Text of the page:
A spate of insurgent attacks Monday killed two dozen holiday shoppers in the southern city of Basra and also took the lives of six American soldiers, making October the deadliest month for the U.S. military in Iraq since January.
A car bomb in Basra, Iraq's second-largest city, exploded about 9 p.m. on popular Algiers Street as residents shopped for clothes and sweets in preparation for the feast commemorating the end of the holy month of Ramadan later this week.
The blast destroyed or damaged at least eight shops, cut off electricity and brought chaos and panic to one of the most crowded parts of the city.
"We saw fire and lots of smoke," said Khudair Mayahi, owner of a dairy products store near the site of the explosion. "Bodies were just lying on the street."
Insurgents elsewhere killed at least six American soldiers Monday, and a Marine was killed Sunday, pushing the U.S. military death toll for October to 92. That is the highest monthly toll since January, when the bloody run-up to parliamentary elections claimed the lives of 106 U.S. military personnel.
The October toll is up sharply from the 49 Americans who died in September. At least 2,025 American military personnel have died in the Iraq theater, nearly 80% of them in hostile incidents, since the U.S.-led invasion in March 2003.
Though the rising death toll has presented political problems at home and abroad for the Bush administration, White House officials have adhered to their stance: that the fallen troops have died for a just cause.
The administration "mourns the loss of each and every one of our men and women in uniform who have made the ultimate sacrifice to make the world freer and more peaceful," White House spokesman Frederick Jones said Monday. "And the best way to honor those who have made the ultimate sacrifice is to prevail in the war on terrorism."
But even longtime international supporters of the U.S.-led invasion, such as Italy, with about 3,000 troops in Iraq, appear to be backing away from the administration. In a television interview aired Monday in Italy, Prime Minister Silvio Berlusconi, now visiting President Bush in Washington, was quoted as saying that he "tried on several occasions to convince the American president not to wage war."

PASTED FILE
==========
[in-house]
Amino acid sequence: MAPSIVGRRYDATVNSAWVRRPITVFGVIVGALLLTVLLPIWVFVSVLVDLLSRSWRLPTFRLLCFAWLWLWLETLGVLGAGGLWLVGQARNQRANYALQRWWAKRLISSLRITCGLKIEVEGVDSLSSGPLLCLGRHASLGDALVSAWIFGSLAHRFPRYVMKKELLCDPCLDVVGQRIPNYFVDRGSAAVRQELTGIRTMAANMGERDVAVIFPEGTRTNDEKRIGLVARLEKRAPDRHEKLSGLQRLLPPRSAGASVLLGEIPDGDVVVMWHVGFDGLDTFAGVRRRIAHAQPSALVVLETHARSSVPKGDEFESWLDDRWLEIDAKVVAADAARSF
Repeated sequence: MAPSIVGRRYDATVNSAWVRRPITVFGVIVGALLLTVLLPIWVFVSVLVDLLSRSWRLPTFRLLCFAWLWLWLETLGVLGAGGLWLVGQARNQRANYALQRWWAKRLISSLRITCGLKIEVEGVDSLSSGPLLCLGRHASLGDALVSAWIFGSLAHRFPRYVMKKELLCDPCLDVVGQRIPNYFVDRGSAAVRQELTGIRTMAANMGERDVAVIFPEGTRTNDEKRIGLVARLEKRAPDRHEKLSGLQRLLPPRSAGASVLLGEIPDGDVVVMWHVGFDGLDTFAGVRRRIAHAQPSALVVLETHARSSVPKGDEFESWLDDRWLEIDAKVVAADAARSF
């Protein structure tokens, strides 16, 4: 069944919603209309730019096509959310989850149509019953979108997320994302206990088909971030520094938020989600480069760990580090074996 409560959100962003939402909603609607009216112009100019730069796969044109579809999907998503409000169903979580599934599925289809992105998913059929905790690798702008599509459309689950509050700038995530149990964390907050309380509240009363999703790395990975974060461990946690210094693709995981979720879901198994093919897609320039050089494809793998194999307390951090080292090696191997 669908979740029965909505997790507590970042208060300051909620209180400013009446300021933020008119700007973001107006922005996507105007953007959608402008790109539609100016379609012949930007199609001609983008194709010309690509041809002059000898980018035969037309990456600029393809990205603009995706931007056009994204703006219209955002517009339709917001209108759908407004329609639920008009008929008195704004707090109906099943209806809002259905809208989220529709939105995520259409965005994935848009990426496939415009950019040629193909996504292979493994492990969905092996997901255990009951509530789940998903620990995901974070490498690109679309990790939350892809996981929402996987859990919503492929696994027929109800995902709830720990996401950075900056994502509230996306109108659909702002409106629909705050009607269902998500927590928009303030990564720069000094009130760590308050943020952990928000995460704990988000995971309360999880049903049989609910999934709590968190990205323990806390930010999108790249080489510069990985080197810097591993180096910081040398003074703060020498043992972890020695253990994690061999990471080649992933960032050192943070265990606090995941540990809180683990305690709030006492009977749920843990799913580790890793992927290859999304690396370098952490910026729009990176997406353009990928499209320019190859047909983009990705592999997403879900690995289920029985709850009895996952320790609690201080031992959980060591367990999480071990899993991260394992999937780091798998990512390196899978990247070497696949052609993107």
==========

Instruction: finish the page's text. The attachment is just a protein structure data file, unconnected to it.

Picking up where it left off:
U.S. military officials said the most recent increase in fatalities did not necessarily mean that the insurgency was gaining strength.
"You cannot determine at this point if it is an upsurge or anomaly from one data point," said Army Lt. Col. Steven Boylan, a U.S. military spokesman. "Sometimes [insurgents] are able to achieve their desired results no matter what we do. However, those are limited and far between."
Insurgents have unleashed a flurry of deadly attacks against Iraqi Shiites and American troops in the last week, killing nearly two dozen soldiers and Marines. Almost all Americans killed by insurgents in October were in the capital or the Sunni Arab western and central parts of the country.
Sunni Arabs, who make up about a fifth of Iraq's 26 million people, dominated the upper ranks of Iraq's officer corps and civil service during Saddam Hussein's rule. They now bristle at their loss of power and prestige under a government dominated by majority Shiite Muslims and non-Arab Kurds.
U.S. and Iraqi officials hope that drawing Sunnis into Iraq's nascent political scene can allay Sunni anger.
In contrast to the Jan. 30 vote that Sunnis largely boycotted, dozens of Sunni Arab coalitions, parties and politicians have signed up to take part in Dec. 15 elections, reports Los Angeles Times. I.L.
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